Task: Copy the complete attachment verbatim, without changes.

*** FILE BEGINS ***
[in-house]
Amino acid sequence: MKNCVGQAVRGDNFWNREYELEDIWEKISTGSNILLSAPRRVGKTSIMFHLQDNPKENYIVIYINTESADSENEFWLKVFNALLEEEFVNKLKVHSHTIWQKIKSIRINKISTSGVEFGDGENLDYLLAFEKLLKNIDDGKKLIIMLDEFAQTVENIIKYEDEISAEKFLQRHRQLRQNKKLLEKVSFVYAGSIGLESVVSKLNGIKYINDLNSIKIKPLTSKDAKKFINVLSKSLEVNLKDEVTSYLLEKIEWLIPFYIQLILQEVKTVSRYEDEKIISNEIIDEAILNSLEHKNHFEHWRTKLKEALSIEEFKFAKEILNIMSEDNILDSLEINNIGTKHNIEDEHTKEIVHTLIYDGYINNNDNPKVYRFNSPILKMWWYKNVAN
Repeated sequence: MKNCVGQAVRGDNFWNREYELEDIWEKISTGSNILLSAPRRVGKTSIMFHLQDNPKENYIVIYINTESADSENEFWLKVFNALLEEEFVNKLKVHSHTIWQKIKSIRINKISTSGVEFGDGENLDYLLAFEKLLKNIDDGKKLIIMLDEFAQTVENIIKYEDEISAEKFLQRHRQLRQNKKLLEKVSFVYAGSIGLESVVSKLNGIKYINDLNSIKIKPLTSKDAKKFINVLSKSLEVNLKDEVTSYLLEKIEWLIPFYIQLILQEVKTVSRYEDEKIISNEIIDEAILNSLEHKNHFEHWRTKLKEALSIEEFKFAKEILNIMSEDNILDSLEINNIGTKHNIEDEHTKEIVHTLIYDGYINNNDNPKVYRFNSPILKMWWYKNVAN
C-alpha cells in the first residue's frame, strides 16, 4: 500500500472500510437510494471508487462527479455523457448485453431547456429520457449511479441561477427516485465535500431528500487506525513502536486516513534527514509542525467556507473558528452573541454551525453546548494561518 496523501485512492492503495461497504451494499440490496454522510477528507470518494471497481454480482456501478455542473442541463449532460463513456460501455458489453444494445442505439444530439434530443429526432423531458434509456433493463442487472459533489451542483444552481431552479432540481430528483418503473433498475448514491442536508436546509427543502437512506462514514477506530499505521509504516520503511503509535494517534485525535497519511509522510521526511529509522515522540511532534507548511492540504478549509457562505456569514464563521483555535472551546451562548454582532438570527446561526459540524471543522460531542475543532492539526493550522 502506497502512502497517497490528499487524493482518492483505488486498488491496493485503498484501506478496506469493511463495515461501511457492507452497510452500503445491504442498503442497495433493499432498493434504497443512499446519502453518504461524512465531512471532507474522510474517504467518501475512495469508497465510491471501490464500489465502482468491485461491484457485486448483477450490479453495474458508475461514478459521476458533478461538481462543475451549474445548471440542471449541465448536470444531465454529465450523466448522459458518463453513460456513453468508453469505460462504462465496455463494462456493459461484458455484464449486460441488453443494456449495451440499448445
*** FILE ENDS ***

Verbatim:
[in-house]
Amino acid sequence: MKNCVGQAVRGDNFWNREYELEDIWEKISTGSNILLSAPRRVGKTSIMFHLQDNPKENYIVIYINTESADSENEFWLKVFNALLEEEFVNKLKVHSHTIWQKIKSIRINKISTSGVEFGDGENLDYLLAFEKLLKNIDDGKKLIIMLDEFAQTVENIIKYEDEISAEKFLQRHRQLRQNKKLLEKVSFVYAGSIGLESVVSKLNGIKYINDLNSIKIKPLTSKDAKKFINVLSKSLEVNLKDEVTSYLLEKIEWLIPFYIQLILQEVKTVSRYEDEKIISNEIIDEAILNSLEHKNHFEHWRTKLKEALSIEEFKFAKEILNIMSEDNILDSLEINNIGTKHNIEDEHTKEIVHTLIYDGYINNNDNPKVYRFNSPILKMWWYKNVAN
Repeated sequence: MKNCVGQAVRGDNFWNREYELEDIWEKISTGSNILLSAPRRVGKTSIMFHLQDNPKENYIVIYINTESADSENEFWLKVFNALLEEEFVNKLKVHSHTIWQKIKSIRINKISTSGVEFGDGENLDYLLAFEKLLKNIDDGKKLIIMLDEFAQTVENIIKYEDEISAEKFLQRHRQLRQNKKLLEKVSFVYAGSIGLESVVSKLNGIKYINDLNSIKIKPLTSKDAKKFINVLSKSLEVNLKDEVTSYLLEKIEWLIPFYIQLILQEVKTVSRYEDEKIISNEIIDEAILNSLEHKNHFEHWRTKLKEALSIEEFKFAKEILNIMSEDNILDSLEINNIGTKHNIEDEHTKEIVHTLIYDGYINNNDNPKVYRFNSPILKMWWYKNVAN
C-alpha cells in the first residue's frame, strides 16, 4: 500500500472500510437510494471508487462527479455523457448485453431547456429520457449511479441561477427516485465535500431528500487506525513502536486516513534527514509542525467556507473558528452573541454551525453546548494561518 496523501485512492492503495461497504451494499440490496454522510477528507470518494471497481454480482456501478455542473442541463449532460463513456460501455458489453444494445442505439444530439434530443429526432423531458434509456433493463442487472459533489451542483444552481431552479432540481430528483418503473433498475448514491442536508436546509427543502437512506462514514477506530499505521509504516520503511503509535494517534485525535497519511509522510521526511529509522515522540511532534507548511492540504478549509457562505456569514464563521483555535472551546451562548454582532438570527446561526459540524471543522460531542475543532492539526493550522 502506497502512502497517497490528499487524493482518492483505488486498488491496493485503498484501506478496506469493511463495515461501511457492507452497510452500503445491504442498503442497495433493499432498493434504497443512499446519502453518504461524512465531512471532507474522510474517504467518501475512495469508497465510491471501490464500489465502482468491485461491484457485486448483477450490479453495474458508475461514478459521476458533478461538481462543475451549474445548471440542471449541465448536470444531465454529465450523466448522459458518463453513460456513453468508453469505460462504462465496455463494462456493459461484458455484464449486460441488453443494456449495451440499448445